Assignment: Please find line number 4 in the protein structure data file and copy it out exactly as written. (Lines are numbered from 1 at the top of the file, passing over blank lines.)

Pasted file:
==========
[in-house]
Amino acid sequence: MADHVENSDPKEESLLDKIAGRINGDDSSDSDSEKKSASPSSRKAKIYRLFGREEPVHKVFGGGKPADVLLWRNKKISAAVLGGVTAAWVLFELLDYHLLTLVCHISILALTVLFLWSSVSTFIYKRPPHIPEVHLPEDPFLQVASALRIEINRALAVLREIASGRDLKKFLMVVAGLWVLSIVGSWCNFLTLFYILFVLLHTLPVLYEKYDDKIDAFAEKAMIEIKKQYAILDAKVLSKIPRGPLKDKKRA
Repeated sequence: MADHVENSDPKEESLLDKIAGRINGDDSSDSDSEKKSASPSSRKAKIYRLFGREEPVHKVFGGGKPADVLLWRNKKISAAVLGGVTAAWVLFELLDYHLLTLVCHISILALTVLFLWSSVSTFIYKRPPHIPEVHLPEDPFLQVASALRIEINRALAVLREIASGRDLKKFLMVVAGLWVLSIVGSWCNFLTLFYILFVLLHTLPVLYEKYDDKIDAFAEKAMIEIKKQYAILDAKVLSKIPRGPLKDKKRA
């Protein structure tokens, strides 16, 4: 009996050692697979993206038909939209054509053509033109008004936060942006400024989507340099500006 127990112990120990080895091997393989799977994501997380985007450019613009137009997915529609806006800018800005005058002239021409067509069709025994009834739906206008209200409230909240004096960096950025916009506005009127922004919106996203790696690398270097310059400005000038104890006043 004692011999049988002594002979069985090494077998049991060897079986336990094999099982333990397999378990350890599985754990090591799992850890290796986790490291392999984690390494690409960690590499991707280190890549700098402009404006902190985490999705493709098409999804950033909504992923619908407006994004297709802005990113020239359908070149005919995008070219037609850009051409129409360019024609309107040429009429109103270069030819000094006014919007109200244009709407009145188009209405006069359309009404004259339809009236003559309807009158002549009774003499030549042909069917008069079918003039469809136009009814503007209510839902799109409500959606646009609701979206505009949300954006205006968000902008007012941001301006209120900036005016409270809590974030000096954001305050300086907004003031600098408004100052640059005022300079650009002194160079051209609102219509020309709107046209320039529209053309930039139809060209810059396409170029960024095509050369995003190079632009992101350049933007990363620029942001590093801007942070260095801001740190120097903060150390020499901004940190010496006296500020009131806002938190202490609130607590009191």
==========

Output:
């Protein structure tokens, strides 16, 4: 009996050692697979993206038909939209054509053509033109008004936060942006400024989507340099500006 127990112990120990080895091997393989799977994501997380985007450019613009137009997915529609806006800018800005005058002239021409067509069709025994009834739906206008209200409230909240004096960096950025916009506005009127922004919106996203790696690398270097310059400005000038104890006043 004692011999049988002594002979069985090494077998049991060897079986336990094999099982333990397999378990350890599985754990090591799992850890290796986790490291392999984690390494690409960690590499991707280190890549700098402009404006902190985490999705493709098409999804950033909504992923619908407006994004297709802005990113020239359908070149005919995008070219037609850009051409129409360019024609309107040429009429109103270069030819000094006014919007109200244009709407009145188009209405006069359309009404004259339809009236003559309807009158002549009774003499030549042909069917008069079918003039469809136009009814503007209510839902799109409500959606646009609701979206505009949300954006205006968000902008007012941001301006209120900036005016409270809590974030000096954001305050300086907004003031600098408004100052640059005022300079650009002194160079051209609102219509020309709107046209320039529209053309930039139809060209810059396409170029960024095509050369995003190079632009992101350049933007990363620029942001590093801007942070260095801001740190120097903060150390020499901004940190010496006296500020009131806002938190202490609130607590009191």